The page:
Gracie the Lighthouse Cat
One stormy night Grace, the lighthouse keeper’s daughter, spots a ship in trouble on the rocks. At the same time, the lighthouse cat, Gracie, discovers that one of her kittens has strayed. Grace and Gracie both hurry to the rescue, braving the rain and storm. Grace alerts her father and together they set out in the lifeboat to save the passengers. Meanwhile, Gracie ventures into the dark night and howling wind looking everywhere for her lost kitten.
The dual stories—one told only in pictures, the other in both pictures and text—illustrate the bravery of two rescues in 1838, which saved thirteen people from a shipwreck and one poor kitten from a terrible storm.
|Interest Level||Preschool - Grade 3|
|Reading Level||Grade 2|
|Genre||Fiction, Picture Books|
|Publisher||Andersen Press USA|
|Imprint||Andersen Press USA|
|Reading Counts! Level||2.7|
- Children's Book Committee at Bank Street College Best Children's Book of the Year
The Horn Book Guide
“Expressive watercolors capture the ferocity of the storm as well as the coziness inside the lighthouse in both rescues’ aftermath.” —The Horn Book Guide
The New York Times Book Review
“This true story of a double rescue in 1838, in which Grace Darling, a lighthouse keeper’s daughter, alerts her father to a storm-struck ship at the same time the lighthouse cat, Gracie, discovers one of her kittens is missing, is illustrated with lush, expressive paintings. From the cat’s-eye view, the human drama, in which 13 people were saved, is relegated to backdrop. A historical note about Darling, a heroine in Victorian England, appears on the endpaper.” —The New York Times Book Review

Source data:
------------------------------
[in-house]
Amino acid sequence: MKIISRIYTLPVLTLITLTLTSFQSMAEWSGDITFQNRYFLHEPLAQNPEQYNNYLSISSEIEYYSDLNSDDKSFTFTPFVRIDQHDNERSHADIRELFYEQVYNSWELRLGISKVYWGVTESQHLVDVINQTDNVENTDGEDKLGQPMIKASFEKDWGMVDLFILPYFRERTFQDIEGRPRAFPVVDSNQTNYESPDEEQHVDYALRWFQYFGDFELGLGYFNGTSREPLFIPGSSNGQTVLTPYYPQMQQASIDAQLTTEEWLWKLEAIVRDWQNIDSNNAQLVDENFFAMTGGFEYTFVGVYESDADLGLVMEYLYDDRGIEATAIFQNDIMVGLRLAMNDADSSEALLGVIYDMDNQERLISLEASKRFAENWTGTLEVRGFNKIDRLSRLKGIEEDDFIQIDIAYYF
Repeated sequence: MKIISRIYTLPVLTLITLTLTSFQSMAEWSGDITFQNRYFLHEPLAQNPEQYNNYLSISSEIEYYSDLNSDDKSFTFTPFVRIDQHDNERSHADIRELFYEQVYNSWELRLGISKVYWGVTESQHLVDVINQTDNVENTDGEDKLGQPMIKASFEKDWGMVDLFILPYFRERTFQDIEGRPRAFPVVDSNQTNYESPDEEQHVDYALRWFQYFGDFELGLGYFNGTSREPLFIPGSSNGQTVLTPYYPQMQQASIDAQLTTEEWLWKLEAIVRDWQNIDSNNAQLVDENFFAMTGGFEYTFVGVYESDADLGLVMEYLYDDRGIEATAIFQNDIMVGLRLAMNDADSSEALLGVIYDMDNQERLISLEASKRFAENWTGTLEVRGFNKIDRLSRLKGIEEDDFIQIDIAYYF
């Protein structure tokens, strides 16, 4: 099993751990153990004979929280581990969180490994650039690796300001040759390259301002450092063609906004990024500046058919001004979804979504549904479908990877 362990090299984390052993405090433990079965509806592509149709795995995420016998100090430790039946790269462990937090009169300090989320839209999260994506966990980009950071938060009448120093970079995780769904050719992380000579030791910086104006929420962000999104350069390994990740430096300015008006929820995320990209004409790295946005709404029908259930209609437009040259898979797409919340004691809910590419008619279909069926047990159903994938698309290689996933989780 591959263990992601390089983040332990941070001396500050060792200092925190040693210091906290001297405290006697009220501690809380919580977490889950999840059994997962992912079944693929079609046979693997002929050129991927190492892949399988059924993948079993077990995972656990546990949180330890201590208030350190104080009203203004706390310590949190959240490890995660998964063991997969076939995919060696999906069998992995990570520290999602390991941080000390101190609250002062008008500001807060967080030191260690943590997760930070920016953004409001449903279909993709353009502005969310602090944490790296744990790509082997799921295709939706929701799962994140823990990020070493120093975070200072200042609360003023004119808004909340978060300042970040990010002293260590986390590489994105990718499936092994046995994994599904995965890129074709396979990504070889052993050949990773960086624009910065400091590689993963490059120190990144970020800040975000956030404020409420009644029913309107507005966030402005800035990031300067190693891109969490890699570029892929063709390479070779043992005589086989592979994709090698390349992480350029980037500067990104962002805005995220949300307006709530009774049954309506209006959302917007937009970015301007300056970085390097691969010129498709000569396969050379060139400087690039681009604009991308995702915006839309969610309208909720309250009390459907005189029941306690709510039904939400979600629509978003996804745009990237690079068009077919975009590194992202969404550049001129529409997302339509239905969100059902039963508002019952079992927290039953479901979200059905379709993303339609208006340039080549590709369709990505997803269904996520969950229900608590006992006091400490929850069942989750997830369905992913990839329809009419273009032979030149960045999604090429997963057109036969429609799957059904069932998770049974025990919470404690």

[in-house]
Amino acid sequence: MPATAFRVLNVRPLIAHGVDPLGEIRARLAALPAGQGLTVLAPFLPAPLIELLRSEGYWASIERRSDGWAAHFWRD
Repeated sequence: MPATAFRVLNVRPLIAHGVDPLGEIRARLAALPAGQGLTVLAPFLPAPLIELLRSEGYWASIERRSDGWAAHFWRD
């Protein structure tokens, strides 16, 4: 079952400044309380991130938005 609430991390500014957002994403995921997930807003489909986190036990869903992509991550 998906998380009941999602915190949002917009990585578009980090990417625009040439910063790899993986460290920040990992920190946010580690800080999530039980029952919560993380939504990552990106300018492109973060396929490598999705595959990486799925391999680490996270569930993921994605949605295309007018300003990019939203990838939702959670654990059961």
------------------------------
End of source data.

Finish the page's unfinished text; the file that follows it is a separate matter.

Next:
“Words like ‘cozy’ and ‘parlor’ shine like beacons in this tale, reminding the more fortunate among us that there’s no place like home.” —ForeWord Magazine
“Brown’s elegant pictures (no one does cats quite like her) suggest, in the best possible way, Classics Illustrated comics, and her story is similarly robust and interesting.” —Kirkus Reviews
School Library Journal
“Attractive, painterly renditions of the treacherous sea as well as the emotional features on the faces of the animals will draw children into the suspenseful tale.” —School Library Journal
Illustrator: Ruth Brown
During the past 30 years, Ruth Brown has created some of the world's best loved children's books. She is married to artist Ken Brown, and they have two grown sons and two grandchildren.